A new road eventually will be required to access the north end of the park, and the city has existing contracts to purchase additional property in 2014 and 2016, with subsequent property purchases envisioned as part of the master plan for the railport.
Significant road improvements will be needed on 44th Avenue South and South 44th Street to handle truck traffic from the industrial park, and an ongoing Hwy. 30 corridor study will bring recommendations for highway access locations and other safety improvements, Kinser said.
Costs of sale
Rail.One is paying approximately $1.13 million to purchase 26.8 acres at the railport, and Nevada Rail Materials is paying $756,000 for its 18-acre purchase, a cost of $42,000 per acre.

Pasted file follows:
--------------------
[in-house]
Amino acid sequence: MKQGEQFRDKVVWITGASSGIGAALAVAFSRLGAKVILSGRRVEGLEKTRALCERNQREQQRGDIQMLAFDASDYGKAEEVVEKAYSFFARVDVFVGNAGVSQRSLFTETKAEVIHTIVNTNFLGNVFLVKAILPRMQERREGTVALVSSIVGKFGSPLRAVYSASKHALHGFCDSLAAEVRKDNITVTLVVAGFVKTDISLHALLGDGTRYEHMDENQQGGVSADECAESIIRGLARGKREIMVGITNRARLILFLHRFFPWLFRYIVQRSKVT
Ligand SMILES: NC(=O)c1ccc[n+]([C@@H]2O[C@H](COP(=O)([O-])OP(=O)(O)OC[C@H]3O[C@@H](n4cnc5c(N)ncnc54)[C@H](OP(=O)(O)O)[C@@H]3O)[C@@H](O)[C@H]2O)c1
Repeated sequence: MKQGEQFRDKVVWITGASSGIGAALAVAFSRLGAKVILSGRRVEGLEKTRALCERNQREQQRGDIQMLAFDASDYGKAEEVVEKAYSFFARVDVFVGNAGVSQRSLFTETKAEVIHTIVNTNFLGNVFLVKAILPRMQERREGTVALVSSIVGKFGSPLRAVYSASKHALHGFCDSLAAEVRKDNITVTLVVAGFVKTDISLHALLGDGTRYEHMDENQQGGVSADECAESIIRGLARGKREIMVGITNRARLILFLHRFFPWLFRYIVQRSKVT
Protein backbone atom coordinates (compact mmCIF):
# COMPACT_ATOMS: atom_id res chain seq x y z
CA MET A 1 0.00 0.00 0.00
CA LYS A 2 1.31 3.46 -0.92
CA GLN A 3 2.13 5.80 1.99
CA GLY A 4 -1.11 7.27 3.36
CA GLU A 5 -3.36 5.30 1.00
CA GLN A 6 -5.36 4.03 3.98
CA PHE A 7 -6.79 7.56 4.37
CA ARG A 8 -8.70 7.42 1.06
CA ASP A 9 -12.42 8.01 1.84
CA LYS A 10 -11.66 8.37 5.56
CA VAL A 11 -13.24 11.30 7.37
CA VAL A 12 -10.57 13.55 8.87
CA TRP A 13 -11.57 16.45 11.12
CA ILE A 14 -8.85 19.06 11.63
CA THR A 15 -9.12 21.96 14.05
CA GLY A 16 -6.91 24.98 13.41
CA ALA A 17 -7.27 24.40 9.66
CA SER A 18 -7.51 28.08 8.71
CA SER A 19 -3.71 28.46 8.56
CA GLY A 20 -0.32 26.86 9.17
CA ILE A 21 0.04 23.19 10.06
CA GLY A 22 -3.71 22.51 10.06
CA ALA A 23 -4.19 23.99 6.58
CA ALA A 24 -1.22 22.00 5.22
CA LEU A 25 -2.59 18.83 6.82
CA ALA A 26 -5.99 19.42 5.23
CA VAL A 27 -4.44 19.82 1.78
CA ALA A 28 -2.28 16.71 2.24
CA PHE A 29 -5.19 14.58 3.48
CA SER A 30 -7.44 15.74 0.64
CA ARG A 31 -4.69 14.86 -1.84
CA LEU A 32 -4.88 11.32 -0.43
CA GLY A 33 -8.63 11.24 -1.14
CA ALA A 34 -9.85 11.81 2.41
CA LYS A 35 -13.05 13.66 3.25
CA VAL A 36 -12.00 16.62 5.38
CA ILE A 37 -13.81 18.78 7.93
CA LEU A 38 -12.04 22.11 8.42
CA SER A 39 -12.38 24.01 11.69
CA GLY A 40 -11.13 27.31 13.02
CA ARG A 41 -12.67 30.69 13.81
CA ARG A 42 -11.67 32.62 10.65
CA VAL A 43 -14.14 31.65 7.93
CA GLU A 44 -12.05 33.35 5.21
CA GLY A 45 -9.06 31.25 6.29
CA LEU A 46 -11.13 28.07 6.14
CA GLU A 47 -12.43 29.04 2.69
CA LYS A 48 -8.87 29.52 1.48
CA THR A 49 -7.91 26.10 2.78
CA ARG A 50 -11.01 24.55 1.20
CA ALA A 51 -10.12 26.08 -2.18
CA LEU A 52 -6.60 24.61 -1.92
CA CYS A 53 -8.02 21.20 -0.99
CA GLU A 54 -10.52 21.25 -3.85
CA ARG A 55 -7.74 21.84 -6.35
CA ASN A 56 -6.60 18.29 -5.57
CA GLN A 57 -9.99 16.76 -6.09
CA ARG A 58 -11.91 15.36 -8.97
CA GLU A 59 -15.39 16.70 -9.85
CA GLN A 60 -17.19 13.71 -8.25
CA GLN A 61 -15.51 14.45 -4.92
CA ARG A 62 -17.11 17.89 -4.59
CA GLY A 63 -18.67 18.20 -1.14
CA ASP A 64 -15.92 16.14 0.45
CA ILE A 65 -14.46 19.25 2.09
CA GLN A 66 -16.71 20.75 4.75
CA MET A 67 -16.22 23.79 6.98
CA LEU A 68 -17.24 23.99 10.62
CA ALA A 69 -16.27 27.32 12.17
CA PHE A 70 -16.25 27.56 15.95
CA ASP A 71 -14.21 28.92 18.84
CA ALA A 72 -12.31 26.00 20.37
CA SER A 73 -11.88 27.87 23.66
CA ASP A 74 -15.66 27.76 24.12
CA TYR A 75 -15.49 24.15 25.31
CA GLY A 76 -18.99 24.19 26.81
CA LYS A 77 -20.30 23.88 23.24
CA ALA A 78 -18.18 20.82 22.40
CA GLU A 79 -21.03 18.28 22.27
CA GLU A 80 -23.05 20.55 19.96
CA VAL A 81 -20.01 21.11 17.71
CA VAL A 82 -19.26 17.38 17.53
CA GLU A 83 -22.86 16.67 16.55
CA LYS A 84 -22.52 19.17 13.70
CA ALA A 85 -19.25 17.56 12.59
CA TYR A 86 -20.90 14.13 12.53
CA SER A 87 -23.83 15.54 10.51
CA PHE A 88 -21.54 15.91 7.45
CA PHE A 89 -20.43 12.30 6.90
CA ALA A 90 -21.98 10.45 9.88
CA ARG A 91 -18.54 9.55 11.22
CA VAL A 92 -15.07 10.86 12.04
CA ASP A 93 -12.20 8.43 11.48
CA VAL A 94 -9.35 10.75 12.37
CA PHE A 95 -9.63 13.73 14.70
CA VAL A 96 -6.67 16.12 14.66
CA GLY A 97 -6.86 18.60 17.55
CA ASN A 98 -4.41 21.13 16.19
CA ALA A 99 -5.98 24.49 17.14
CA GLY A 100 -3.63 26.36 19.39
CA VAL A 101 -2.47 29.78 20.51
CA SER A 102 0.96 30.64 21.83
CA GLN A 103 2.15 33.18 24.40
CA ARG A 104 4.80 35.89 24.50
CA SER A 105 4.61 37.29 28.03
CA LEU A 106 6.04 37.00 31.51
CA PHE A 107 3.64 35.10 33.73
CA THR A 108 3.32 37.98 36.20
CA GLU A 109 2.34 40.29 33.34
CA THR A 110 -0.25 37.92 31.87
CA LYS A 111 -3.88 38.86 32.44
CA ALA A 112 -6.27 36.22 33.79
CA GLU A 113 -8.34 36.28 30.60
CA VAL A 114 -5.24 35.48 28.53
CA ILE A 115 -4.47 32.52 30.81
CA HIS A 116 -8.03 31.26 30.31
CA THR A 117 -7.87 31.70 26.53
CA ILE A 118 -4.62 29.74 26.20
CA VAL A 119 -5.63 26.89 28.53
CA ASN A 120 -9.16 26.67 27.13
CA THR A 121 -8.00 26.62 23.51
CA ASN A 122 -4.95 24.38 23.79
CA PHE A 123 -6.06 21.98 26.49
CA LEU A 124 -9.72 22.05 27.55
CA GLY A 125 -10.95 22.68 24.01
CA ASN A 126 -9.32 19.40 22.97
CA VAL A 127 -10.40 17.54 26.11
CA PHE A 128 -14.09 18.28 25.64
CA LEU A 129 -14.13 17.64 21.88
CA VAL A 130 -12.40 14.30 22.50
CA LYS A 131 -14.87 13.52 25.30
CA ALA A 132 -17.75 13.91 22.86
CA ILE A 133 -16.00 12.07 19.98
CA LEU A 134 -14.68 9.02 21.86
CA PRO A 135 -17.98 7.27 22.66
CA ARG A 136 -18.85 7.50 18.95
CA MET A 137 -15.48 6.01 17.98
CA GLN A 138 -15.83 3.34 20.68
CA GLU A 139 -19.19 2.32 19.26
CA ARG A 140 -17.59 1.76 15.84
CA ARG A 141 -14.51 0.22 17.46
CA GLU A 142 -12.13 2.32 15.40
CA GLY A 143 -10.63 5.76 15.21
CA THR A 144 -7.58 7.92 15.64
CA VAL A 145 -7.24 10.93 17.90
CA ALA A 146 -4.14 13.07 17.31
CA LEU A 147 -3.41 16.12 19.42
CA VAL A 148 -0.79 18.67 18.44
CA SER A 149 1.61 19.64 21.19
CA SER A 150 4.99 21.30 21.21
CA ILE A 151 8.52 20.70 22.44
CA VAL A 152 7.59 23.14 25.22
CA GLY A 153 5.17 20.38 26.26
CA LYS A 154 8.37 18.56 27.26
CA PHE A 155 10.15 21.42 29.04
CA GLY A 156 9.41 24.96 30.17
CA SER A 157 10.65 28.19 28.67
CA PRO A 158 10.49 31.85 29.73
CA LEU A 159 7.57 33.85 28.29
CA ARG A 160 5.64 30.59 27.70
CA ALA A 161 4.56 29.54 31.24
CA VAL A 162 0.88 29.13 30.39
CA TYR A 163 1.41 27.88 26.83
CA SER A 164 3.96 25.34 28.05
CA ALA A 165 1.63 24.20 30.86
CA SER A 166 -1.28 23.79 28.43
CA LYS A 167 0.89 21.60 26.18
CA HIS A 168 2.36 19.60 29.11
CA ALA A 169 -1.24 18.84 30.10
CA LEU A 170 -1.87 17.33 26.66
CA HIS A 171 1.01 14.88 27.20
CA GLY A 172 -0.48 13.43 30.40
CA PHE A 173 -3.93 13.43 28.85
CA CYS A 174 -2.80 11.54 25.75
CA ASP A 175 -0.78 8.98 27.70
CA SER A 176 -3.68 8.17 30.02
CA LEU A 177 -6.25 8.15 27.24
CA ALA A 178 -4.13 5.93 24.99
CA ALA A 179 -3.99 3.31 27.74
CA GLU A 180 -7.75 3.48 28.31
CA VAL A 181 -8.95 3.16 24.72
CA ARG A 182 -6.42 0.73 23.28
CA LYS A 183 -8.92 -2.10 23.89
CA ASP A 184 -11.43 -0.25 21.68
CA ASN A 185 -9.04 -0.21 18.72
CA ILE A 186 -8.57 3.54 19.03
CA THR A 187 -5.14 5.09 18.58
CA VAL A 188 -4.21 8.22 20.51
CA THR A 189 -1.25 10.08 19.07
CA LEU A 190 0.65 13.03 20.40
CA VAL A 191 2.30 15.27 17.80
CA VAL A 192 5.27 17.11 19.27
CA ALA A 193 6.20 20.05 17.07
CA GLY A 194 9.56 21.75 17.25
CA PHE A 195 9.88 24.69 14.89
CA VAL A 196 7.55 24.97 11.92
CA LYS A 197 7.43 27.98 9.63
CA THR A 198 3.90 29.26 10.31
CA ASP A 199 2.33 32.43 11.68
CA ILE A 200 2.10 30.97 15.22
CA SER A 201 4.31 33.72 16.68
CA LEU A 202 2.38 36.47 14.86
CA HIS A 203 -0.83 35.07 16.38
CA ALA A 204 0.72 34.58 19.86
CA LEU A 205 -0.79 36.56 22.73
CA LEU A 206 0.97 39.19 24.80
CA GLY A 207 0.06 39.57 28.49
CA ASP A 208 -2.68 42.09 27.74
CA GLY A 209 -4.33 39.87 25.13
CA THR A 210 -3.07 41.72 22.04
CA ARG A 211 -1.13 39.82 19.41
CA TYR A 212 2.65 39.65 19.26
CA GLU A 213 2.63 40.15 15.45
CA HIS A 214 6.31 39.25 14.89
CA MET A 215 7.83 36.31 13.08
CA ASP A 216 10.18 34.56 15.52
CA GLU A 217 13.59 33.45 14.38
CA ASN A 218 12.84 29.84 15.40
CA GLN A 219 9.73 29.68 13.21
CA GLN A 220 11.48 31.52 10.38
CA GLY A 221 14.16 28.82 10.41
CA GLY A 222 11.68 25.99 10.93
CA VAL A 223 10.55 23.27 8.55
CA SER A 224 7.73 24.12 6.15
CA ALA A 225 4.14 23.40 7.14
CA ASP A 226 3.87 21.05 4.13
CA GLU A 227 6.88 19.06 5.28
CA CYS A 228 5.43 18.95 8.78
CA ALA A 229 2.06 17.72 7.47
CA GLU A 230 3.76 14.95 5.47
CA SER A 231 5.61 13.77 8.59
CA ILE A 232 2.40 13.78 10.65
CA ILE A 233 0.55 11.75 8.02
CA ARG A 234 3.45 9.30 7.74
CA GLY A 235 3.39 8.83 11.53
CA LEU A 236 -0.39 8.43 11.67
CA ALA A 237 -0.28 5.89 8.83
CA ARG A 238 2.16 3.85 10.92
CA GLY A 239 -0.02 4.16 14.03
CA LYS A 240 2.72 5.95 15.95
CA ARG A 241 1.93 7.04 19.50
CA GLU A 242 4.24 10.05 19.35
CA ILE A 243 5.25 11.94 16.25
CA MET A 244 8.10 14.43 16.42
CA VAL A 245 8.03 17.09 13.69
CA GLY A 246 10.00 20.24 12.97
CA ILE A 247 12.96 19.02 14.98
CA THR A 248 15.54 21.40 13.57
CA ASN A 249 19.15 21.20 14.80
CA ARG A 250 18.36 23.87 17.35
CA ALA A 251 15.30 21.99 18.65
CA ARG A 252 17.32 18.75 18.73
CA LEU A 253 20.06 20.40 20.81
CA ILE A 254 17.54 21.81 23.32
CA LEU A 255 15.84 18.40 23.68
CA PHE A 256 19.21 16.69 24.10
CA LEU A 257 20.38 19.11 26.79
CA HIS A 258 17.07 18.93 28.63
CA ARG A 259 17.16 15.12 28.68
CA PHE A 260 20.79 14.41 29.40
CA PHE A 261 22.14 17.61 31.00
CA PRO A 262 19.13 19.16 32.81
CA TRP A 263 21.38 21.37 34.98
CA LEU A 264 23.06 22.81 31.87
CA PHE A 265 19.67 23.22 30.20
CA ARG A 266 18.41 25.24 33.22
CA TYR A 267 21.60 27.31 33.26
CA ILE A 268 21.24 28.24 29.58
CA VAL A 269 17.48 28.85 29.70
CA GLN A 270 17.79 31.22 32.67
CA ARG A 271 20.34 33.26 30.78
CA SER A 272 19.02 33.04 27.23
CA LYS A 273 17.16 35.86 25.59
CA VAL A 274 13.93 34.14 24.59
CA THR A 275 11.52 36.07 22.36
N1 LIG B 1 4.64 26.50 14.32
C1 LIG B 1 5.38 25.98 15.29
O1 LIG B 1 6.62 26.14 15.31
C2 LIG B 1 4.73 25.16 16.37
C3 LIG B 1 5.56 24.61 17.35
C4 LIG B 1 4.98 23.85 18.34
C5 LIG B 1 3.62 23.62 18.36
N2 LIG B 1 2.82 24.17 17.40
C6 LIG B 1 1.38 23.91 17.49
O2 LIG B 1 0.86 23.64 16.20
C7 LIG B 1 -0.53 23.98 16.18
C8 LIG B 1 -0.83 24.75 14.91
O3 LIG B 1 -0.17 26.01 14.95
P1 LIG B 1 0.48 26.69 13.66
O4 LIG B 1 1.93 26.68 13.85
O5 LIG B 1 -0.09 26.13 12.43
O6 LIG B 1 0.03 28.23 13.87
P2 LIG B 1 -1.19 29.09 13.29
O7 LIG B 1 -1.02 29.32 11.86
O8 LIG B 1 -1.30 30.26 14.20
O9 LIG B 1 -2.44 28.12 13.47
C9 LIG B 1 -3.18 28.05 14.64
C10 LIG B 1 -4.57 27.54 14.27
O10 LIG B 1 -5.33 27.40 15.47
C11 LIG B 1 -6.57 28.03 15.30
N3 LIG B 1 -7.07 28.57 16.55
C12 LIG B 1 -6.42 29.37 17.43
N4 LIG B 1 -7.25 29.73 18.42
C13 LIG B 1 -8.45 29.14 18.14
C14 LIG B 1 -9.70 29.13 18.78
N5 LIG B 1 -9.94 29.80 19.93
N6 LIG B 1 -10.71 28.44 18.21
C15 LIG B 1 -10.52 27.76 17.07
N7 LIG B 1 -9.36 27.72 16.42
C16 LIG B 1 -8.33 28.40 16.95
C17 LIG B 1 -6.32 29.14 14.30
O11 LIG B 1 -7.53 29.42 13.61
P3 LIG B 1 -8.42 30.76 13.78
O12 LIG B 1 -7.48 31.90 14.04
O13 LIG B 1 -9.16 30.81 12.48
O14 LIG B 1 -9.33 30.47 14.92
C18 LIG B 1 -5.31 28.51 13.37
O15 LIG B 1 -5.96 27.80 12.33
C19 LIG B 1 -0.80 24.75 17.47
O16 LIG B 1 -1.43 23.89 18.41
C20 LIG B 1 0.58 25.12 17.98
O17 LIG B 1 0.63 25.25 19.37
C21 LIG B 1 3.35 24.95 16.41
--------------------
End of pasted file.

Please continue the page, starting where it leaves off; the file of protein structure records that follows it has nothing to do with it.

A split based on gross proceeds would allocate $563,406.90 to the county and $310,061.99 to the city for the Rail.One purchase. It would allocate $378,000 to the county and $110,392 to the city for the Nevada Rail Materials purchase.
A split based on the net proceeds would allocate $358,584.44 each to the city and county for the Rail.One purchase and $244,197 each for the Nevada Rail Materials purchase.
The net proceed allocation is based on sale costs of $409,645.20 for the Rail.One property and $267,607 for the Nevada Rail Materials property.
The sale costs include fees for abstracting, platting and legal assistance, which the supervisors do not dispute, but it also includes costs for land purchases, building demolition and infrastructure for sewer, water and roads.
Supervisors Brian Schmidt and Jill Davisson questioned whether the infrastructure expenses should be included in the sale costs.
"Ultimately, it will be you folks' decision. We're not going to argue, but we'd like you to be as generous as you can," Frey told the board.
Asked about anticipated damages to a farm tenant, Frey said the amount is undetermined, but the city will be liable for costs associated with approximately 30 acres of corn that will be lost due to development at the railport.